Cyberattacks are on everyone’s minds, including America’s leadership. Last month, an executive order was issued on the nation’s cybersecurity. As part of that executive order, we pulled out specific actions that government agencies and private companies will need to do to enhance their cybersecurity efforts.
Develop Cyber Policies and Procedures
These processes must address data, or information technology (IT) and the machinery, or operational technology (OT). This could certainly be a challenge as organizations allow their employees to work from home.
Build a Zero Trust Architecture
A few years ago, threats were often considered outside the company, but as cyber criminals became smarter, it is now important to continuously verify several factors before giving access. There are a few terms to know:
- Zero Trust: According to The National Interest, “a strategy of zero trust is based on the need to continuously monitor and validate the presence of every individual, organization, device, and piece of information on a network.” This means that once someone is permitted access, they might have limited access and they must continue to be verified. If they do not pass a verification, access will be removed.
- Zero Trust Access (ZTA): ZTA spells out roles of verified users and devices connected to the network. This does not just mean traditional office IT equipment such as computers and printers. This includes any device connected to the network including Internet-of-Things (IoT) – think smart devices such as wearable devices, smart appliances, etc.
- Zero Trust Network Access (ZTNA): Think of ZTNA as an enhanced VPN. Access can be granted from anywhere, but it must be continually authorized. ZTNAs are more secure than a traditional VPN because of the level of security. The executive order specifically calls out securing cloud services including Software as a Service (SaaS), Infrastructure as a Service (IaaS), and Platform as a Service (PaaS).
Improve Detection of and Response to Cybersecurity Vulnerabilities and Incidents
Even with a zero trust network in place, attacks can still occur. That’s why it’s so important that a system is in place to monitor, detect and respond to cyber threats immediately before any damage is done.
Perhaps you’re wondering where or how Comply to Connect (C2C) fits into this.
The U.S. Department of Defense C2C mandate was enforced to restrict device access from unauthorized users both internally and externally. With the goal to achieve a “zero trust” model, C2C reduces known vulnerabilities by detecting, identifying, characterizing, and deterring anomalous behaviors to secure the configuration of a network and its information resources. In other words, C2C is designed to increase cybersecurity efficiency across the DoD’s current and emerging operational environments.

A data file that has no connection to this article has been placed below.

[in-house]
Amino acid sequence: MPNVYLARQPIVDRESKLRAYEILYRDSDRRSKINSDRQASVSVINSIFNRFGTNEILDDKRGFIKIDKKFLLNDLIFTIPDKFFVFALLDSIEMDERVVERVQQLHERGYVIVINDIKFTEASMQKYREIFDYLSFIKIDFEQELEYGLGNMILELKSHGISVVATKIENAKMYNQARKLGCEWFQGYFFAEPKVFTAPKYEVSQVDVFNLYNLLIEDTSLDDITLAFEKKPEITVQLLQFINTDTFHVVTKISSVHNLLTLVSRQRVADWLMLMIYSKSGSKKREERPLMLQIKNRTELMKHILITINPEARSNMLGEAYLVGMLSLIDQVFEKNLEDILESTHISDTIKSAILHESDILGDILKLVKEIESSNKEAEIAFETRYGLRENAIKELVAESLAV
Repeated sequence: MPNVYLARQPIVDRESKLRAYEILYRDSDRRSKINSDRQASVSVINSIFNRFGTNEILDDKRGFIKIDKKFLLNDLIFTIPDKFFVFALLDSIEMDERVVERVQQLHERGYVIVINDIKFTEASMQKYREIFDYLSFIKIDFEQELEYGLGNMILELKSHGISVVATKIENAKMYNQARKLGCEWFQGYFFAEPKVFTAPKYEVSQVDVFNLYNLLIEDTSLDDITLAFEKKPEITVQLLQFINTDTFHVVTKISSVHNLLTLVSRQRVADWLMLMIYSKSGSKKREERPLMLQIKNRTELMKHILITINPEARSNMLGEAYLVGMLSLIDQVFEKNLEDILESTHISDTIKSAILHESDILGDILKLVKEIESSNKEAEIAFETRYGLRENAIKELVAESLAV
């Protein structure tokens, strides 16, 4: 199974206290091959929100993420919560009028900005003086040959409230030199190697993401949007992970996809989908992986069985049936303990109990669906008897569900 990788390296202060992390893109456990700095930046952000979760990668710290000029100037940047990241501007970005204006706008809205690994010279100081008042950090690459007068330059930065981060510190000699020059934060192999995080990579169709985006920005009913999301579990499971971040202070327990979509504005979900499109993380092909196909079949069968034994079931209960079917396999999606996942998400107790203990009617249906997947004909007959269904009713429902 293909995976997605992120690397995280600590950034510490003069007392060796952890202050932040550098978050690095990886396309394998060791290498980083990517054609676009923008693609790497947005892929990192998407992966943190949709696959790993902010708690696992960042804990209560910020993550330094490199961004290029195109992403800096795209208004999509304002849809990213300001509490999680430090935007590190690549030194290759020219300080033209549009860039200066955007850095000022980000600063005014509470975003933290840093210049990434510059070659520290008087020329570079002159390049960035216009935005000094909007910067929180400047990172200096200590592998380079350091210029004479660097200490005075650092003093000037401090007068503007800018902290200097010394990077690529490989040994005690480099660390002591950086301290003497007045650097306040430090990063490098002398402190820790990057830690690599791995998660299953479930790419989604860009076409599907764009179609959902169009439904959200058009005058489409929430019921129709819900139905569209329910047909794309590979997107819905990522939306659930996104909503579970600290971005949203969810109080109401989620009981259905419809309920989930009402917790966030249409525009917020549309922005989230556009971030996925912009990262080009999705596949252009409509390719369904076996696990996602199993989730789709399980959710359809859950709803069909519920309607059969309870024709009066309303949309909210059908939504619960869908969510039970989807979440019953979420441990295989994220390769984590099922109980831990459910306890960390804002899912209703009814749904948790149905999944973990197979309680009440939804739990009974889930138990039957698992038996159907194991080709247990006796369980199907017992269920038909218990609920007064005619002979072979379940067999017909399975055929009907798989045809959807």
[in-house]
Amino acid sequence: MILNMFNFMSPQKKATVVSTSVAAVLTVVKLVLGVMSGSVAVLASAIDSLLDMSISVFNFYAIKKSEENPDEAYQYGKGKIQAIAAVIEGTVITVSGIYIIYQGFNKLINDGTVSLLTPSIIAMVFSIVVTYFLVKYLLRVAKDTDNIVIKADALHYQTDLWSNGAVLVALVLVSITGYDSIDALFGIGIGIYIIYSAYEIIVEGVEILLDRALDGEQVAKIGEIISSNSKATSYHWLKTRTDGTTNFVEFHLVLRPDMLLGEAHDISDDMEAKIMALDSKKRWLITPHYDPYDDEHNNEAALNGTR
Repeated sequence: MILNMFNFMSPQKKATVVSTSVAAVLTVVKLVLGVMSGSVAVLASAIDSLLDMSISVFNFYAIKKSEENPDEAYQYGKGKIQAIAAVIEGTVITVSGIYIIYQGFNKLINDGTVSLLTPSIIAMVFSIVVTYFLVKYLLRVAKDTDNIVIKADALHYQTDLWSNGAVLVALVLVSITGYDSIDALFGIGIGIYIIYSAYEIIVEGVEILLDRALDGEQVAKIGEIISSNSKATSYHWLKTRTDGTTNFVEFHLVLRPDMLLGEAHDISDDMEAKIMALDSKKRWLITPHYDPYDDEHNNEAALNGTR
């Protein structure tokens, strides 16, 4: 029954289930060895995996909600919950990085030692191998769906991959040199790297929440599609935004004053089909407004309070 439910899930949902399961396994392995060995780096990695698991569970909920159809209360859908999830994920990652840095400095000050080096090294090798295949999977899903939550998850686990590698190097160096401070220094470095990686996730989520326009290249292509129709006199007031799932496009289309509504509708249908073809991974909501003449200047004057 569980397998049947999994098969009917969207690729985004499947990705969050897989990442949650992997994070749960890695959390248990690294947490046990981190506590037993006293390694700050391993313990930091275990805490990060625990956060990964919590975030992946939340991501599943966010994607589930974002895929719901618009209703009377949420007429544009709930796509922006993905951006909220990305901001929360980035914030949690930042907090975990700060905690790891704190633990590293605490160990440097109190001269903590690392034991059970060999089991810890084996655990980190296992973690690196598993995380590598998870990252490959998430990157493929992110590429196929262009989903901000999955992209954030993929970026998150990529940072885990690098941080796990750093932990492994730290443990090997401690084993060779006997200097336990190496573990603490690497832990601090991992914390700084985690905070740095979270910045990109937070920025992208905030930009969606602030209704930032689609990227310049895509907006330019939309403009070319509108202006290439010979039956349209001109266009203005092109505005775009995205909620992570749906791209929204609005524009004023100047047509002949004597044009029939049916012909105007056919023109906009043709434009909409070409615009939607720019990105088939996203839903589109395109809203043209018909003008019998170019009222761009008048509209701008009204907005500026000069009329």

C2C Is A Critically Important Step Toward Zero Trust
Every year, the Defense Information Systems Agency (DISA) conducts cyber assessments which results in a Command Cyber Readiness Inspection score or CCRI score. A high CCRI score indicates a strong security baseline. When implemented correctly, C2C should increase CCRI scores and mitigate future risks.
However, because cybercrime is constantly evolving, a one-time process is not enough. Organizations should know their CCRI score in real-time and not just after a periodic audit.
That’s why Three Wire Systems has developed tools and processes that provide continuous monitoring and maintenance of CCRI.
Why? Because although you may be in compliance today, that could change tomorrow. Plus, you could have blind spots that will cause damage in the future. In other words, momentary compliance does not equal continuous security.
As part of our cyber baseline evaluation, we’ll illuminate and map your current cyber landscape. What sensors do you have? What information do they provide? How do they share information? Which pieces are missing? What are you protecting and why?
Through this evaluation, we help you thoroughly understand your network. As your partner, we develop a continuous monitoring solution that combines C2C, governance and strategy. With this solution, you’re able to see real-time insights, make informed decisions, develop policies that make sense and ultimately have a more secure network.
With C2C already in motion, the executive order was a call to action to do just this – foster a more secure cyberspace by taking proactive measures.
We know C2C is on everyone’s radar these days, but don’t stop there. Think about how you’re going to design and implement a long-term cybersecurity roadmap.
Our cybersecurity experts are constantly thinking ahead. If you’re interested in learning more about our CCRI solution, contact us here.